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December 4, 2020

DeepMind AlphaFold AI wins 'Olympics of protein folding'

From the Verge:

Within any living organism, there are thousands of different proteins, each with its own unique shape.

For decades, the exact formation of those shapes has been a pain for scientists to figure out.

How exactly does a protein, which starts as a string of amino acids, fold itself into the 3D shapes you might recognize from diagrams?

AlphaFold, an AI from DeepMind, may have an answer.

It can predict, with heretofore unseen accuracy, the shape a protein will take.

AlphaFold was put to the test in a global competition called Critical Assessment of protein Structure Prediction, or CASP, which DeepMind CEO Demis Hassabis calls the "Olympics of protein folding" in a video (above).

During the competition, systems like AlphaFold are given the amino acid strings for proteins with shapes that have already been identified through previous experiments but haven't been published yet.

Judges compare the protein shapes produced by the systems with what they know the shapes should be.

At the end of the competition, AlphaFold had the most accurate predictions of any CASP participant in its 25-year history by a wide margin.

Even the predictions that weren't accurate enough to be considered "competitive" with experimental results were only a few atom-widths off.

The complete data still needs to be peer-reviewed and published, but the DeepMind team is excited about the results so far, saying in a blog post that they are "optimistic about the impact AlphaFold can have on biological research and the wider world."

It can take years in the lab for scientists to identify the shapes of individual proteins.

Neural networks like AlphaFold could help speed up biological research and drug development in the future.

The AI method isn't perfect yet, and it won't be taking over for flesh-and-blood researchers anytime soon, but it could be a major step in ongoing scientific advancement.

"What is the protein folding problem?" here.

More from DeepMind here.

December 4, 2020 at 04:01 PM | Permalink | Comments (0)

BE CAREFUL OF LANDSLIDE

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Above, a sign in the workshop at the Shenzhen-based hard-tech venture capital firm Haxl8r, now known as HAX.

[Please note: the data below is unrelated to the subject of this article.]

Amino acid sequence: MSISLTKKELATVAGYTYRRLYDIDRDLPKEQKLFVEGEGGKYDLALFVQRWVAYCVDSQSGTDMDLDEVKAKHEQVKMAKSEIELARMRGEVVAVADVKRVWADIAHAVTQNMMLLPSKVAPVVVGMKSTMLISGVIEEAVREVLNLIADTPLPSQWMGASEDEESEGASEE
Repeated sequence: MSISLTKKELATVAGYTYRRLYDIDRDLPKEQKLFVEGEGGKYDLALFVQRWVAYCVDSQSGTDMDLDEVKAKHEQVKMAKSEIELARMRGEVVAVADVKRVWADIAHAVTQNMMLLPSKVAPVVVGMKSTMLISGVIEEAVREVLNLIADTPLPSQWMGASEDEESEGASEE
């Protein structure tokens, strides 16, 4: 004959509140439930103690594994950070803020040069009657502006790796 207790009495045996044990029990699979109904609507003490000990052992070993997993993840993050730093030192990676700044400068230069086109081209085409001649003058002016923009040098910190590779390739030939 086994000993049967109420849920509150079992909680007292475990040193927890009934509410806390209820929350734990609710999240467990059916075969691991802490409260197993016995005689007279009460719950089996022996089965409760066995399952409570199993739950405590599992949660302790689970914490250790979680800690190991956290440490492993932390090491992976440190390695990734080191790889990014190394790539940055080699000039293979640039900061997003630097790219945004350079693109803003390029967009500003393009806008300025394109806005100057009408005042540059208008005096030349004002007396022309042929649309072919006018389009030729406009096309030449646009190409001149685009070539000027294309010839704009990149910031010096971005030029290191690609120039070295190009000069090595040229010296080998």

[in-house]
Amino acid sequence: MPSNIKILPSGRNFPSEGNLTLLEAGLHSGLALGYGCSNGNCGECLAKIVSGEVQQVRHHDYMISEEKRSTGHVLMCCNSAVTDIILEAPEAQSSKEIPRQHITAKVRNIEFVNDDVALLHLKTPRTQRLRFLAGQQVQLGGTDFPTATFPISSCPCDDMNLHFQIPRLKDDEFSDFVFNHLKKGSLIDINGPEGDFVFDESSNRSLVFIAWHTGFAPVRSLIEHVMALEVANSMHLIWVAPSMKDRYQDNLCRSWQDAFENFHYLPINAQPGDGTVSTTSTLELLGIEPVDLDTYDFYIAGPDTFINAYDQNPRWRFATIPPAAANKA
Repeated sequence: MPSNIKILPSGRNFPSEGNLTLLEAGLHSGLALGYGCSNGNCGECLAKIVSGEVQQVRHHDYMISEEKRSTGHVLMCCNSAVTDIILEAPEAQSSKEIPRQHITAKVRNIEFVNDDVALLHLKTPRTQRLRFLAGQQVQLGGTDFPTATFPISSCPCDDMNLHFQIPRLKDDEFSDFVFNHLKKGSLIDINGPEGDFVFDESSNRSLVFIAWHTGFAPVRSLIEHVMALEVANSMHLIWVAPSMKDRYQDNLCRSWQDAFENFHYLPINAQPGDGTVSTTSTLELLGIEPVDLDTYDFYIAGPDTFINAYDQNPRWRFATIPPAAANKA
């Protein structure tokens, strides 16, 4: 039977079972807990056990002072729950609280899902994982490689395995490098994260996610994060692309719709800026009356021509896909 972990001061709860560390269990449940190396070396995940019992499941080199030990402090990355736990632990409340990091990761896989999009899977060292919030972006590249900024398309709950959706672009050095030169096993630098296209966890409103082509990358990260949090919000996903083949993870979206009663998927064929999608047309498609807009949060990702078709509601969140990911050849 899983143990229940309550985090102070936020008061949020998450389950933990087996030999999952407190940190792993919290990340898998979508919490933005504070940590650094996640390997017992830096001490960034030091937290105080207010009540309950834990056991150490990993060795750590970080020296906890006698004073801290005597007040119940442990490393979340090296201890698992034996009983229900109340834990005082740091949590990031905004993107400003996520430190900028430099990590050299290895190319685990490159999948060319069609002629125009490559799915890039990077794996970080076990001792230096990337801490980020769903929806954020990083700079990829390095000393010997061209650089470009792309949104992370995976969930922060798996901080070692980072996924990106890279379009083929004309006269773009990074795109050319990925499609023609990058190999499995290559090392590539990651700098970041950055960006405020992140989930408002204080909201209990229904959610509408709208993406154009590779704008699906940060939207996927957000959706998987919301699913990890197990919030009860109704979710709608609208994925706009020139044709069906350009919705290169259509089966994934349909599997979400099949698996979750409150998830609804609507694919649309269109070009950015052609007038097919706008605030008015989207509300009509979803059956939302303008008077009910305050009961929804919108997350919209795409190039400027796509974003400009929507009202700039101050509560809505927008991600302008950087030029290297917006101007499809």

December 4, 2020 at 02:01 PM | Permalink | Comments (0)

Only God can make a tree

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Map shows the area of virgin old-growth forest in the contiguous United States in 1620, 1850, and 1920.

Wait a sec — what's that poem I'm hearing in my head?

[via reddit]

December 4, 2020 at 12:01 PM | Permalink | Comments (1)

World's first digital photograph

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From PetaPixel

The first digital camera, invented in 1975, didn't actually produce the first digital photograph.

The first digital photo (above) actually came almost two decades earlier in 1957 when Russell Kirsch made a 176×176-pixel digital image by using an image scanner invented by his team at NIST to scan a photograph of his three-month-old son Walden Kirsch.

Since each pixel could only show 1 bit of information (black or white), two superimposed binary scans at different thresholds were used to create a composite producing approximate gray levels.

The low resolution was due to the fact that the computer they used wasn't capable of storing more information.

The now iconic image was named one of LIFE magazine's "100 Photographs That Changed the World" in 2003.

The original image is in the Portland (Oregon) Art Museum.

December 4, 2020 at 10:01 AM | Permalink | Comments (0)

Limited-Edition (1) Louvre x Vacheron Constantin

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From Barron's:

Lot 6 in this month's Christie's online auction, "Bid for the Louvre," is dubbed "A Masterpiece on Your Wrist," presenting the opportunity to select a work of art from The Louvre's world-famous collections and have it reproduced on the dial of a one-of-a-kind watch by the master enamellers in Vacheron Constantin's Geneva workshops.